The Office TV Show: Why Do Brits and Americans Laugh At the Same Jokes?

I must confess, when I was given this assignment, I was a little bit stumped. Why do British and American people laugh at the same jokes? A common language? A shared heritage? The introduction of YouTube? The advent of BBC America? The fact that we both find Ricky Gervais and Seth MacFarlane offensive?

A quick Google search shows that there is some determination by some people draw a line of difference between both nations in their approach to comedy and how they execute it. But there is something to be said that the arrival of things like YouTube iTunes and so on has made comedy from other places more accessible and in some cases.


The common areas where people do tend to try and assume or define the parametres of British and American humor is mainly things such as the use of irony in British humour, the assumption that Americans don't get irony or don't know when it's being used, the use of slapstick and one-liners being used more in the U.S., the "unwillingness" of American comedians to offend people, British people are more repressed with their emotions and so on and so forth. All of which are arguments that can have been shot down by media commentators.

It has been accepted that there is no difference between the two cultures as far as comedy is concerned; people such as Simon Pegg (Shaun of the Dead) and Ricky Gervais (The Office), Vanity Fair's James Wolcott and Tim Minchin have all chipped into this debate of defining American and British humour, it even goes as far as a study being commissioned to find out why do British people laugh at self-deprecation. Pegg and Gervais debate that quite eloquently and point out that Americans do use irony, they just choose not to use it as much or if they do they normally add a "gotcha" or "just kidding" at the end.

You could spend hours trying to debate what certain things work with both audiences but the bottom line is that with the arrival of video sharing sites such as YouTube and Hulu you begin to see a greater appreciation of comedies from different countries or even similar comedies, a lot of British actors make appearances in sitcoms, and in some cases some American sitcoms drawing upon some facets of British comedy and vice versa, or even merging.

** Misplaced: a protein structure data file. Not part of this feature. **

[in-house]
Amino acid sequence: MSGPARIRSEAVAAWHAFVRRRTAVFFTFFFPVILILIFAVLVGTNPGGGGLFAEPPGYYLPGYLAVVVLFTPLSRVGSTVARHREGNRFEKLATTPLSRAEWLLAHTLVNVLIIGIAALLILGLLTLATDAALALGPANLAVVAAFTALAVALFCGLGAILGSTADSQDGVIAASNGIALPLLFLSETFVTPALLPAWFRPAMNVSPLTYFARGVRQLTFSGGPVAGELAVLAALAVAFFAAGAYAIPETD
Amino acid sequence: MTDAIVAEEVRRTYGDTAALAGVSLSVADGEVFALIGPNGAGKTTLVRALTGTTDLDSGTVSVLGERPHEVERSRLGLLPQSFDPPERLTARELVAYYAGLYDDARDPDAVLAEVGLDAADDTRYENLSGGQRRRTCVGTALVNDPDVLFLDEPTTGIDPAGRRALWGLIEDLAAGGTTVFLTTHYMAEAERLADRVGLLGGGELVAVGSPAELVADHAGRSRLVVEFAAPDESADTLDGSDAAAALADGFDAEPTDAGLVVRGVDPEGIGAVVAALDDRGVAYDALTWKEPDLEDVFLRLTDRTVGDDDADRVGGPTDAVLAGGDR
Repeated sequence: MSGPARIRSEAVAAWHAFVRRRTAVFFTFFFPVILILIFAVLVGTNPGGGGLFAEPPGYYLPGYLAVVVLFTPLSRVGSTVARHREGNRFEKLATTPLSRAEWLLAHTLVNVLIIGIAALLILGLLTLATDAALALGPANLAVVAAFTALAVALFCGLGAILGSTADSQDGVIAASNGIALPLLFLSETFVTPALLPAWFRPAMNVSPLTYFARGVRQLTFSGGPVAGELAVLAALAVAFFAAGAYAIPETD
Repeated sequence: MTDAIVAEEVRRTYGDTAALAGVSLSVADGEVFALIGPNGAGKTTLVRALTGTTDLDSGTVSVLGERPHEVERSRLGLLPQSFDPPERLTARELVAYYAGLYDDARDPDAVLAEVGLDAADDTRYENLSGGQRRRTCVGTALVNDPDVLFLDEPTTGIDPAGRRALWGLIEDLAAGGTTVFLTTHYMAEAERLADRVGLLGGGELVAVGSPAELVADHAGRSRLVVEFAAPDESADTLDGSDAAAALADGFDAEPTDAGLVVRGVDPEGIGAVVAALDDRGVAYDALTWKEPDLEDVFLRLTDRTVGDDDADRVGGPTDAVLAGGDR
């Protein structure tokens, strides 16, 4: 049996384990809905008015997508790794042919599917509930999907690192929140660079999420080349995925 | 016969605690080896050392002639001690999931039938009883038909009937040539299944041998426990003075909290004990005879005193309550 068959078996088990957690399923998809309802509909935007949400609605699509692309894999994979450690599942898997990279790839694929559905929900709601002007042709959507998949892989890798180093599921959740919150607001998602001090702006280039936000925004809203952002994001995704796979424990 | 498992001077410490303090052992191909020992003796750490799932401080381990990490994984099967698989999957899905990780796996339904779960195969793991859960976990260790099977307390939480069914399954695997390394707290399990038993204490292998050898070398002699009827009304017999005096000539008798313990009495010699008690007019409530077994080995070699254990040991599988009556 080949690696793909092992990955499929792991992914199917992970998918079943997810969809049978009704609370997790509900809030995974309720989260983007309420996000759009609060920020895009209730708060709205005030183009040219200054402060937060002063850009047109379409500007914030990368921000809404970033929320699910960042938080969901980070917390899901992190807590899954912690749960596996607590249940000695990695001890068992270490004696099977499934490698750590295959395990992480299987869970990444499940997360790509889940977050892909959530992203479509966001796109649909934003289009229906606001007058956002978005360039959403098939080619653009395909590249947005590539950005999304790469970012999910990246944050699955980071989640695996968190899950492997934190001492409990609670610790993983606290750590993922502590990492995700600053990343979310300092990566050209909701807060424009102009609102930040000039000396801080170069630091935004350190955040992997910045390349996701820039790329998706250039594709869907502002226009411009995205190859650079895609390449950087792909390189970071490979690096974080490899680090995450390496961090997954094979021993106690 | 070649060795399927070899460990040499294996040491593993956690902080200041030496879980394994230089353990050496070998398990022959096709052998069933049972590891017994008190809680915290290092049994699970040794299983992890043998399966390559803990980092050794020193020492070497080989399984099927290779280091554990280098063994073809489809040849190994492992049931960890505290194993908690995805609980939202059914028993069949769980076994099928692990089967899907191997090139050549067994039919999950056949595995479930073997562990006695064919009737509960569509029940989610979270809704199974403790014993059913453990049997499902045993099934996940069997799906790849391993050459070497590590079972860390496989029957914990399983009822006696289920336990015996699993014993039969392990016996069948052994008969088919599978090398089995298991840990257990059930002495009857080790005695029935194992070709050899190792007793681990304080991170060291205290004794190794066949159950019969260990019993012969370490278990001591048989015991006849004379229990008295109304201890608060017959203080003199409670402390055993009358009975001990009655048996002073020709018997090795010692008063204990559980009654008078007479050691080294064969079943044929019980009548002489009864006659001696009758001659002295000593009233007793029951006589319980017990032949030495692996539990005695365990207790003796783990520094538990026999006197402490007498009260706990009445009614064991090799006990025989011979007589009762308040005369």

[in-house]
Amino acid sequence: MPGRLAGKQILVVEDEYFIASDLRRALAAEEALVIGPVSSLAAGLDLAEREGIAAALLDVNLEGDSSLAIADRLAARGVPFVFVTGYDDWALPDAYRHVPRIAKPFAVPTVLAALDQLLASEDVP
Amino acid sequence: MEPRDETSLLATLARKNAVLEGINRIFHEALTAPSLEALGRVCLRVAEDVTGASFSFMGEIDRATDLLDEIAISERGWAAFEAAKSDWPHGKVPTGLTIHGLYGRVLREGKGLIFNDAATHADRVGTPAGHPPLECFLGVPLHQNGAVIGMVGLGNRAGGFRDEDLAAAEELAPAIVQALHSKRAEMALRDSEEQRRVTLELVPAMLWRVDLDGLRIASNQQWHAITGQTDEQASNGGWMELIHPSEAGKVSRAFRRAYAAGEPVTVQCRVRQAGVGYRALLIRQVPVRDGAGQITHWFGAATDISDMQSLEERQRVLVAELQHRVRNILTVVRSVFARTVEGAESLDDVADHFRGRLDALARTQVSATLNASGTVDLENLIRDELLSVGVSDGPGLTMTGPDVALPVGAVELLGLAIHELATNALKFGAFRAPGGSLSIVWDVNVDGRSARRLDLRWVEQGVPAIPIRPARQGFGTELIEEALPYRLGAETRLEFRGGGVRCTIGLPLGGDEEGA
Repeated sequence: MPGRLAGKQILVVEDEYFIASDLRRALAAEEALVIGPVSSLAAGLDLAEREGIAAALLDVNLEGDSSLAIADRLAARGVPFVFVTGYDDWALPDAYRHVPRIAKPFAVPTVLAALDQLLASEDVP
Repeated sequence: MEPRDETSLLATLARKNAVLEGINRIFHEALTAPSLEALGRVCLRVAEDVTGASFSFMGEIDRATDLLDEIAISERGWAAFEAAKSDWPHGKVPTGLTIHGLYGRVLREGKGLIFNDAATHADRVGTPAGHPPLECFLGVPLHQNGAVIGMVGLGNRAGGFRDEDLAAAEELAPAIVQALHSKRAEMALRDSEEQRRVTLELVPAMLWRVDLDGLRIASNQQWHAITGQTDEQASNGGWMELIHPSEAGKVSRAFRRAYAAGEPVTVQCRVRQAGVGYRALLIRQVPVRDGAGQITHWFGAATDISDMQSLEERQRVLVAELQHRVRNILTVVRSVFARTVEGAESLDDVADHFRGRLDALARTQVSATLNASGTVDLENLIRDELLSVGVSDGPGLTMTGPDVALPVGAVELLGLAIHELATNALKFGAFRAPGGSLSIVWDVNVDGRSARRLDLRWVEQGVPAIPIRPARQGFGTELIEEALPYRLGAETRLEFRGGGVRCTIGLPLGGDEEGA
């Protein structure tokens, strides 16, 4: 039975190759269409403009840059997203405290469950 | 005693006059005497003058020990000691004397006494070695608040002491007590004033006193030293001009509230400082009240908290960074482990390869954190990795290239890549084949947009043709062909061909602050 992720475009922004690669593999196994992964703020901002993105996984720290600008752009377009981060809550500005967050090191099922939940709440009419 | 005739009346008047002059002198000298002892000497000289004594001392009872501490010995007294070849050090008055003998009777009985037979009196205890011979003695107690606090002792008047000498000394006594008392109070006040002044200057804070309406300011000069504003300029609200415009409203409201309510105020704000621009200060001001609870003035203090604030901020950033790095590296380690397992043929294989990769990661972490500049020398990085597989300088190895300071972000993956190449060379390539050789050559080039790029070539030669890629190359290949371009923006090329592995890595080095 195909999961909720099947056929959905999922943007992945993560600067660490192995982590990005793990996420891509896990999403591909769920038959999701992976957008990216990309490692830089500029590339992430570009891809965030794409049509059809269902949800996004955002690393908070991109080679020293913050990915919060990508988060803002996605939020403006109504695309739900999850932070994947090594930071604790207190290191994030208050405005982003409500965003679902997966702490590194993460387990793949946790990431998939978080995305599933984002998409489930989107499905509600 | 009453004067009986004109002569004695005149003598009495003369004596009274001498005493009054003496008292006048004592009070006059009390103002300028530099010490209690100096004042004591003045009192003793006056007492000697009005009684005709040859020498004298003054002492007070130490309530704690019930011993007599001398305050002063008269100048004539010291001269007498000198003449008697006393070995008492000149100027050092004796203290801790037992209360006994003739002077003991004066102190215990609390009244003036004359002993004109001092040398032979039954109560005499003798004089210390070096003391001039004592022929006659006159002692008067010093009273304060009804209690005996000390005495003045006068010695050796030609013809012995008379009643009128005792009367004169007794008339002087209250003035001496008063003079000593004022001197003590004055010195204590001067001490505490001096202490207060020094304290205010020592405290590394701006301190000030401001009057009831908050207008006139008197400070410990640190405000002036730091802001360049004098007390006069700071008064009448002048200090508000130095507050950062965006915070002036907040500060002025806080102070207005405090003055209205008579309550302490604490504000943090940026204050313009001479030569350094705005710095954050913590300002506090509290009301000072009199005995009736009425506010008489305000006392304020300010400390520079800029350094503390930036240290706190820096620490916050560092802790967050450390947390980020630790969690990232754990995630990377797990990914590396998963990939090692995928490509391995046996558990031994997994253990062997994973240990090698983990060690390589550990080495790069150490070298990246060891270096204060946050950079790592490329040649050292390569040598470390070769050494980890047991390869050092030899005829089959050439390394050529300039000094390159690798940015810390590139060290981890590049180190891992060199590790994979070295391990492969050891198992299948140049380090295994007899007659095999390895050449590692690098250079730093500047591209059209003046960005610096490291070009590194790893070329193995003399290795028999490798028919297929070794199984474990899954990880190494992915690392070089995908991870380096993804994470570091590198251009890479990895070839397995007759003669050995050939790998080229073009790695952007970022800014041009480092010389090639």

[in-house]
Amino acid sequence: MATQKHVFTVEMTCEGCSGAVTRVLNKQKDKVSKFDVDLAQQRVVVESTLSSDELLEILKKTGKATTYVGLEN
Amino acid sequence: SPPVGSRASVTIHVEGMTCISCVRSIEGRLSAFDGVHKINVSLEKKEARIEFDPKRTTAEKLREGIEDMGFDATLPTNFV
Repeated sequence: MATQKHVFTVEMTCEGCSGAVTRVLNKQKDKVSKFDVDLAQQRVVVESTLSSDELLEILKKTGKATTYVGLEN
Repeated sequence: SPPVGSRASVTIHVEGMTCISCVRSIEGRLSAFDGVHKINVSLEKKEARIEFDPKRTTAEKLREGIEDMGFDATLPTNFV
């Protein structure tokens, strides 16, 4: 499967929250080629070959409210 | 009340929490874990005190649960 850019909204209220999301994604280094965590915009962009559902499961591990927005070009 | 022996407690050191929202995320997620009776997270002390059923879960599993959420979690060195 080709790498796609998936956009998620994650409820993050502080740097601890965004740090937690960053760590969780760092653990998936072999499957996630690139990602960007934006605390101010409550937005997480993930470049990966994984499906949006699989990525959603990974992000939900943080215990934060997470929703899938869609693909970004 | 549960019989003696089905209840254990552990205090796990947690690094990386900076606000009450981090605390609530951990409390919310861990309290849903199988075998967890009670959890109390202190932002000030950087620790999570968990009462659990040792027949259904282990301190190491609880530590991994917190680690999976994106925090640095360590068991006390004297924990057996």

The best example of this is The Office and anyone who has seen both the U.K. and U.S. versions of The Office will see some subtle differences: whilst both Carrell and Gervais played their characters as bosses who are childish, insecure with an incredible lack of awareness as to how respected they are in the eyes of their colleagues perceive, Gervais said that they had to make Carrell's Michael Scott nicer and more optimistic than Gervais' David Brent.




A reason why the U.S. version of The Office worked so well could in part be attributed to the fact that the U.K. version of The Office came out in 2001 long before YouTube and indeed BBC America began to make an impact. The U.S. remake of The Office came out in 2005 around the time when YouTube was still a fledgling website. Contrast that with something like the Inbetweeners, which had a following long before the remake because people around the world were aware of the originals through things like YouTube and BBC America. 

We can spend hours, days, weeks even debating the differences and similarities between British and American comedy, but the bottom line is that the internet has made such comedies more accessible for people regardless of where they are around the world.

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Vicky Wong

Vicky Wong is a London-based trainee news reporter with the British politics website PoliticsHome. She has interned with the Reading Post, Wokingham Times, Bracknell Forest Standard, Total Politics Magazine, and Sky News. She studied Politics and International Relations at the University of Reading and was News Editor for the University's student newspaper Spark*.

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